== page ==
Tuesday, April 05, 2005

There Is No God

The proof is in the fact that David Brooks is a columnist for the New York Times and I'm but a penniless blogging goddess. His columns are not only full of lies and inaccuracies and made-up sociological trends which nobody else has ever observed but they reek of immense intellectual laziness. Isn't sloth one of the deadly sins?

Today's serving of Brooks-babble is unusually bizarre, though, almost interesting in its inanity. Brooks argues that Democrats are wrong in thinking that it's the Republican message machine and its fanatic efficiency which has brought them into power. He, of course, thinks that the Republicans are correct in their beliefs, but in case this doesn't quite go down with the morning cappuccinos of the Times-readers he also presents a theory so upside-down that it's almost fun:

Conservatives have not triumphed because they have built a disciplined and efficient message machine. Conservatives have thrived because they are split into feuding factions that squabble incessantly. As these factions have multiplied, more people have come to call themselves conservatives because they've found one faction to agree with.

Well, it is true that there are several types of Conservatives: wingnuts, wingnuts and wingnuts, for example. But Brooks really implies that the wingnuts argue with each other more than we do among ourselves, and that there are fewer types of us than them. Otherwise his argument has nothing to latch onto.

Anyone following U.S. politics knows that progressives and liberals are as herdable as a bunch of cats. Everybody and their uncle has a different theory about the best thing to do next, and all these theories are expressed with great conviction, usually at the same time. Think about it. We have the greens, the trade union people, the traditional Democrats, the human rights people, the feminists and so on. All these groups bicker incessantly.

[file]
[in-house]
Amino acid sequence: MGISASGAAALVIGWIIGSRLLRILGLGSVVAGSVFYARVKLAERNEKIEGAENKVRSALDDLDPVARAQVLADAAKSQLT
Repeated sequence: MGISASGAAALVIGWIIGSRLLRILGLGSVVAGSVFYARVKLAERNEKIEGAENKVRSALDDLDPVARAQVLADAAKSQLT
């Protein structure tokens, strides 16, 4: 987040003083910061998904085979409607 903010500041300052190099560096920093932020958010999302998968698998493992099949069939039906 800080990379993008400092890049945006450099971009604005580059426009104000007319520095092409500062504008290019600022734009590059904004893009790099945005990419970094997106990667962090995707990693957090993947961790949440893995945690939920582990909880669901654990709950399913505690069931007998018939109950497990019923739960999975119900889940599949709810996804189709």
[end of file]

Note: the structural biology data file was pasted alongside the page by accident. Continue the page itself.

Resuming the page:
But Brooks hasn't noticed any of this. Instead, he believes that the wingnuts spend their days having erudite debates about their favorite philosophers (Jesus?) and this is why they have figured out the natural moral order of the society so well (wingnuts on the top, everyone else below them in color order, women always a rung below the otherwise comparable men). Progressives and liberals, on the other hand, know nothing about any of this deep stuff because they don't read books of philosophy.

Sceptical about what I said here? Read this:

Liberals have not had a comparable public philosophy debate. A year ago I called the head of a prominent liberal think tank to ask him who his favorite philosopher was. If I'd asked about health care, he could have given me four hours of brilliant conversation, but on this subject he stumbled and said he'd call me back. He never did.

Liberals are less conscious of public philosophy because modern liberalism was formed in government, not away from it. In addition, liberal theorists are more influenced by post-modernism, multiculturalism, relativism, value pluralism and all the other influences that dissuade one from relying heavily on dead white guys.

As a result, liberals are good at talking about rights, but not as good at talking about a universal order.

Modern liberalism was formed in government?!!! Philosophers themselves have nothing to do with concepts such as relativism and value pluralism? Liberals (John Locke, John Stuart Mill, John Rawls) are not good at talking about a universal order?

Why didn't Brooks bother to google some of this stuff if he didn't know anything beforehand? And if he didn't know anything beforehand, how did he get to write a column in the New York Times? I honestly don't want to address this stuff which makes me wonder why I wrote about it in the first place. Probably in revenge for early morning indigestion Brooks gave me. Well, thank God he's not on our side.